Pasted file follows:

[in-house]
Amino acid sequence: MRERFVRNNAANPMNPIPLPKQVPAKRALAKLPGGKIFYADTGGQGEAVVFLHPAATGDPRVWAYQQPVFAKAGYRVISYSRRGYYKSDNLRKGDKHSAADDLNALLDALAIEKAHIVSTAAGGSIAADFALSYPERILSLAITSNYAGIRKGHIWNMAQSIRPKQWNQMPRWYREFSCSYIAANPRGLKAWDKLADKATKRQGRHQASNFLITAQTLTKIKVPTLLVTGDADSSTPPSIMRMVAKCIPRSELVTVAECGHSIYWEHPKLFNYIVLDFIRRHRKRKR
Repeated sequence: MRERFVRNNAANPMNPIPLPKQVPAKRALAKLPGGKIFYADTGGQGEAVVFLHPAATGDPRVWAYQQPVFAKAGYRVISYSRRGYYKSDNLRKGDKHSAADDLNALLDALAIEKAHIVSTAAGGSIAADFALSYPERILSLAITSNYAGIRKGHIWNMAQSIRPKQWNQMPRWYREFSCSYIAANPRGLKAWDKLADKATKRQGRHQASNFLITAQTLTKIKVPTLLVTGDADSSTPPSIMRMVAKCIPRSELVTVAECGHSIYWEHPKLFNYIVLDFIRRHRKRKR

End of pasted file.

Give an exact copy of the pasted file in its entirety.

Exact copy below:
[in-house]
Amino acid sequence: MRERFVRNNAANPMNPIPLPKQVPAKRALAKLPGGKIFYADTGGQGEAVVFLHPAATGDPRVWAYQQPVFAKAGYRVISYSRRGYYKSDNLRKGDKHSAADDLNALLDALAIEKAHIVSTAAGGSIAADFALSYPERILSLAITSNYAGIRKGHIWNMAQSIRPKQWNQMPRWYREFSCSYIAANPRGLKAWDKLADKATKRQGRHQASNFLITAQTLTKIKVPTLLVTGDADSSTPPSIMRMVAKCIPRSELVTVAECGHSIYWEHPKLFNYIVLDFIRRHRKRKR
Repeated sequence: MRERFVRNNAANPMNPIPLPKQVPAKRALAKLPGGKIFYADTGGQGEAVVFLHPAATGDPRVWAYQQPVFAKAGYRVISYSRRGYYKSDNLRKGDKHSAADDLNALLDALAIEKAHIVSTAAGGSIAADFALSYPERILSLAITSNYAGIRKGHIWNMAQSIRPKQWNQMPRWYREFSCSYIAANPRGLKAWDKLADKATKRQGRHQASNFLITAQTLTKIKVPTLLVTGDADSSTPPSIMRMVAKCIPRSELVTVAECGHSIYWEHPKLFNYIVLDFIRRHRKRKR